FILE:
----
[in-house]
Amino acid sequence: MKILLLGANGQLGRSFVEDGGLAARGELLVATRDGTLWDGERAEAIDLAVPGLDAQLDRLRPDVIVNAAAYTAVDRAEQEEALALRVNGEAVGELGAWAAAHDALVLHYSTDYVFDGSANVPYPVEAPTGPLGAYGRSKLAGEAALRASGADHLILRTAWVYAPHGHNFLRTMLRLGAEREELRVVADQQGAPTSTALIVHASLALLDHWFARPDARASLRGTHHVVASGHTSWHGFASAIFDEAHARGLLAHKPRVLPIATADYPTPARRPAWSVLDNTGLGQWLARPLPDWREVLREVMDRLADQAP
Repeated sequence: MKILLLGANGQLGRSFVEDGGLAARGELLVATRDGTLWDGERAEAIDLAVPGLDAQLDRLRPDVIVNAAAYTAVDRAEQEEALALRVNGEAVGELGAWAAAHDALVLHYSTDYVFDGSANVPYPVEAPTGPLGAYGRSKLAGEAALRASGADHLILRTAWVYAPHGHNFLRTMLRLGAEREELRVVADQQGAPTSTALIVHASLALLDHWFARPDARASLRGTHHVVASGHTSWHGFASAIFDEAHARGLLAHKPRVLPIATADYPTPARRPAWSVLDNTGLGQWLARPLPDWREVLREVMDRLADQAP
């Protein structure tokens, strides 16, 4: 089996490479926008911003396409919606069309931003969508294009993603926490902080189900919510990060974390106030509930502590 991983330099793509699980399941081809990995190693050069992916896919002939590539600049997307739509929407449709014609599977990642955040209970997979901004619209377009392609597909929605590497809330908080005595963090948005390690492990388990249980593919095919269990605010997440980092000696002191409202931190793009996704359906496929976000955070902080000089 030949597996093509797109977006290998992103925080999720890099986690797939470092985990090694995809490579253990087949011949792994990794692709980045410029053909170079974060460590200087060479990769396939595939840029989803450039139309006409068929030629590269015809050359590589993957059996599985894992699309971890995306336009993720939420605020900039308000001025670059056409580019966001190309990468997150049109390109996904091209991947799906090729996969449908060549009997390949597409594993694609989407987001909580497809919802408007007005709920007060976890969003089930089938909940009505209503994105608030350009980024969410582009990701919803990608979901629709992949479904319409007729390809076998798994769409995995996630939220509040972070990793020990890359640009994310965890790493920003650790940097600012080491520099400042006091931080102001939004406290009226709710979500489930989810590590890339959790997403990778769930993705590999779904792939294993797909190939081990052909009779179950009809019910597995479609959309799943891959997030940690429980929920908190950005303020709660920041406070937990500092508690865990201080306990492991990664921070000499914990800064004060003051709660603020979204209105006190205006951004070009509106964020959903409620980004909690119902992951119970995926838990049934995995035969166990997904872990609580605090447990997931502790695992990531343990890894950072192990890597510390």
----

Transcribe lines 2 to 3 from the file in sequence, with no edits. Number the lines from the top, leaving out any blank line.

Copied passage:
Amino acid sequence: MKILLLGANGQLGRSFVEDGGLAARGELLVATRDGTLWDGERAEAIDLAVPGLDAQLDRLRPDVIVNAAAYTAVDRAEQEEALALRVNGEAVGELGAWAAAHDALVLHYSTDYVFDGSANVPYPVEAPTGPLGAYGRSKLAGEAALRASGADHLILRTAWVYAPHGHNFLRTMLRLGAEREELRVVADQQGAPTSTALIVHASLALLDHWFARPDARASLRGTHHVVASGHTSWHGFASAIFDEAHARGLLAHKPRVLPIATADYPTPARRPAWSVLDNTGLGQWLARPLPDWREVLREVMDRLADQAP
Repeated sequence: MKILLLGANGQLGRSFVEDGGLAARGELLVATRDGTLWDGERAEAIDLAVPGLDAQLDRLRPDVIVNAAAYTAVDRAEQEEALALRVNGEAVGELGAWAAAHDALVLHYSTDYVFDGSANVPYPVEAPTGPLGAYGRSKLAGEAALRASGADHLILRTAWVYAPHGHNFLRTMLRLGAEREELRVVADQQGAPTSTALIVHASLALLDHWFARPDARASLRGTHHVVASGHTSWHGFASAIFDEAHARGLLAHKPRVLPIATADYPTPARRPAWSVLDNTGLGQWLARPLPDWREVLREVMDRLADQAP